March 11, 2019
Now that January and February have passed almost all of the nation’s governors have delivered their annual State of the State address. These addresses are an opportunity for governors to set forth their legislative priorities for the coming year before an audience of state lawmakers. This year’s addresses were especially noteworthy for the early childhood community because many newly elected governors campaigned on promises to expand access and increase funding to early care and education programs. The State of the State address is an opportunity for these governors to show their commitment to using their political capital to turn campaign promises into legislative reality.
Highlights of each governor’s address can be found using this database created by the Education Commission of the States. Below I detail highlights from a few key states.
First-term governor Jared Polis made education issues, and early education specifically, a centerpiece of his campaign. He even ran a campaign ad promoting his promise to fund free, full-day kindergarten and pre-K. On the campaign trail, Polis vowed to make full-day kindergarten available to every Colorado child within two years of his election.
Since entering office, Polis has shown no signs of backing down on his push for full-day kindergarten throughout the state. In his State of the State address, Polis pushed lawmakers to make free, full-day kindergarten a reality by fall of this year. Polis pointed out that access to full-day kindergarten would improve academic performance, narrow achievement gaps, and lead to earlier identification and intervention for students with special needs. But while Colorado is expecting $1 billion in new revenue this year, some lawmakers are wary of committing up to $250 million to pay for full-day kindergarten. Currently, school districts in the state receive about half the average per pupil amount for kindergarten students compared to students in higher grades. Since districts must make up the funding difference if they want to offer full-day kindergarten, some districts have resorted to charging tuition for a full-day program.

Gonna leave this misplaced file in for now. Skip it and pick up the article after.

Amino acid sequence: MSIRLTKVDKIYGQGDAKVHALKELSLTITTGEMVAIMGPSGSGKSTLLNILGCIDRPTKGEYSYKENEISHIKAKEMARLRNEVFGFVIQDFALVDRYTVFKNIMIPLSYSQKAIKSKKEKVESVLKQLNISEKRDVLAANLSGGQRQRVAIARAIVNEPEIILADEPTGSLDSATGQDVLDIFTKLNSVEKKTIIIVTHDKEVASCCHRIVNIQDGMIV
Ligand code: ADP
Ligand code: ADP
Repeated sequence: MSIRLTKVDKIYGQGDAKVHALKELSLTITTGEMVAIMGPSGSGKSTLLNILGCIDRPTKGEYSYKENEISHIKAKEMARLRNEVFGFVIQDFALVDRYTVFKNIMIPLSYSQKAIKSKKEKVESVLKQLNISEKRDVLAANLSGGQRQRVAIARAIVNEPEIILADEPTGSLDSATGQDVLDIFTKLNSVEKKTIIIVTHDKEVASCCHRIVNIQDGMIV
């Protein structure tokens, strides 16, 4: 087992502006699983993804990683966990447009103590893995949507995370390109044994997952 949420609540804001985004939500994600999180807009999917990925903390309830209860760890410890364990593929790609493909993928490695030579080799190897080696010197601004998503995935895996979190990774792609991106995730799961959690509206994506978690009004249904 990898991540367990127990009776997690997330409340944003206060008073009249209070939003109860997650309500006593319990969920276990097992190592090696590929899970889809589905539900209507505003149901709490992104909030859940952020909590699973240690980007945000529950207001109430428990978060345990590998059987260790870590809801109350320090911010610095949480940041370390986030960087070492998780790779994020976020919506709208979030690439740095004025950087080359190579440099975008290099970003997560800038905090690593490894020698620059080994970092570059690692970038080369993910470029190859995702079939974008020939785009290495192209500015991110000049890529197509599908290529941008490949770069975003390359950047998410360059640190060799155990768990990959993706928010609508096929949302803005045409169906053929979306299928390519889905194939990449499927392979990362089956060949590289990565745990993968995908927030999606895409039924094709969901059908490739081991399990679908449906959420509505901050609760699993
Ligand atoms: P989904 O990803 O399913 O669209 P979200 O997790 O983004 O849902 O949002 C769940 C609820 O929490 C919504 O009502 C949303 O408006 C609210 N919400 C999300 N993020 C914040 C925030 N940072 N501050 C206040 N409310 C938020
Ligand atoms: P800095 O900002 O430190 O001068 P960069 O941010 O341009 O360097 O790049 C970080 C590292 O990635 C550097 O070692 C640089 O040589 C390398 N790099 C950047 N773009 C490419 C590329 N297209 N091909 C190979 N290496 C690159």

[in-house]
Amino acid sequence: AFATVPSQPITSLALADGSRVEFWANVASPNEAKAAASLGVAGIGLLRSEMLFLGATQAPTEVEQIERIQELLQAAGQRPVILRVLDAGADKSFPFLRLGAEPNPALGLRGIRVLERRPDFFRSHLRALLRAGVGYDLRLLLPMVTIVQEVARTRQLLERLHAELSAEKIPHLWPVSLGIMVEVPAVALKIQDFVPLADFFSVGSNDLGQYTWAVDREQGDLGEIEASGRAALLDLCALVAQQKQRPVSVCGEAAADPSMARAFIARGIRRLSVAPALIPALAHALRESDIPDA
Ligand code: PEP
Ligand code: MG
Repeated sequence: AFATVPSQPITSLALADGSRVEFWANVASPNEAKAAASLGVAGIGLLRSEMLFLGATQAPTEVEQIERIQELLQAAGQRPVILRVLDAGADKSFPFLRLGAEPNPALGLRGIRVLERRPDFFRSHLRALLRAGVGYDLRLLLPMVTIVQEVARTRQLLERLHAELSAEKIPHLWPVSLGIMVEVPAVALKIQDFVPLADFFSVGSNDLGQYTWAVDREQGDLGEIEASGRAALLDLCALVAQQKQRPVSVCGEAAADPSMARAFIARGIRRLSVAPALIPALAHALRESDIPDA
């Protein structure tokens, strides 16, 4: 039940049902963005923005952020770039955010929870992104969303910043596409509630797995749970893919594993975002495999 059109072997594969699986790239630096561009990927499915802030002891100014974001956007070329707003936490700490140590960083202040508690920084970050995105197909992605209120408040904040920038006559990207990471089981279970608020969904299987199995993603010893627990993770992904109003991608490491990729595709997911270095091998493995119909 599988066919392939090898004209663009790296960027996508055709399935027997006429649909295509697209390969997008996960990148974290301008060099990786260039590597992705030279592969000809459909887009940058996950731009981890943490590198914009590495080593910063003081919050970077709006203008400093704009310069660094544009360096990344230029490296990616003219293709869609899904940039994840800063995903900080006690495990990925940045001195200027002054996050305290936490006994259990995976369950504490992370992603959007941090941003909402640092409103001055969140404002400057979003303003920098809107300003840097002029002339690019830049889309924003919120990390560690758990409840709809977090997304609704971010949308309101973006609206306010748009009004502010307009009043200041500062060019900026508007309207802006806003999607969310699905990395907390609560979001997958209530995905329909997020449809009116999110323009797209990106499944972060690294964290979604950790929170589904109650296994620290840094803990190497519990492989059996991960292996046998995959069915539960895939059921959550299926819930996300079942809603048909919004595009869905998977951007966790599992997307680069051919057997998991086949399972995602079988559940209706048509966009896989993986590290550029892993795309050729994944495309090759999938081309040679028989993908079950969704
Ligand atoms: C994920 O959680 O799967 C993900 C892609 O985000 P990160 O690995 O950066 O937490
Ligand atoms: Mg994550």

Polis also used his address to propose expanding pre-K access to 8,000 additional children. As of the 2016-17 school year, about 21,600 children were enrolled in the state’s pre-K program, serving about 23 percent of Colorado four-year-olds.
Second-term governor David Ige used his State of the State address to call for the creation of a universal pre-K system for four-year-olds in the state over the next several decades. Citing research showing early education as critical for brain development, Ige proposed starting the process of adding the more than 300 public pre-K classrooms he says the state will need for a universal system. The state has a long way to go to achieve universal pre-K access: its public pre-K program was launched during the 2014-15 school year and served only two percent of the state’s four-year-olds during the 2016-17 school year.
Ige also used his address to propose a fundamental restructuring of the state’s elementary school system. In order to make early learning an integral part of the overall elementary curriculum, Ige proposes elementary schools be changed from their current grade structure of kindergarten through sixth grade to a structure that runs from pre-K to fifth grade. Sixth grade would then become part of the middle school system. Some state lawmakers are skeptical of this plan, however, citing a projected cost of $500 million to use existing space at elementary schools for pre-K programming.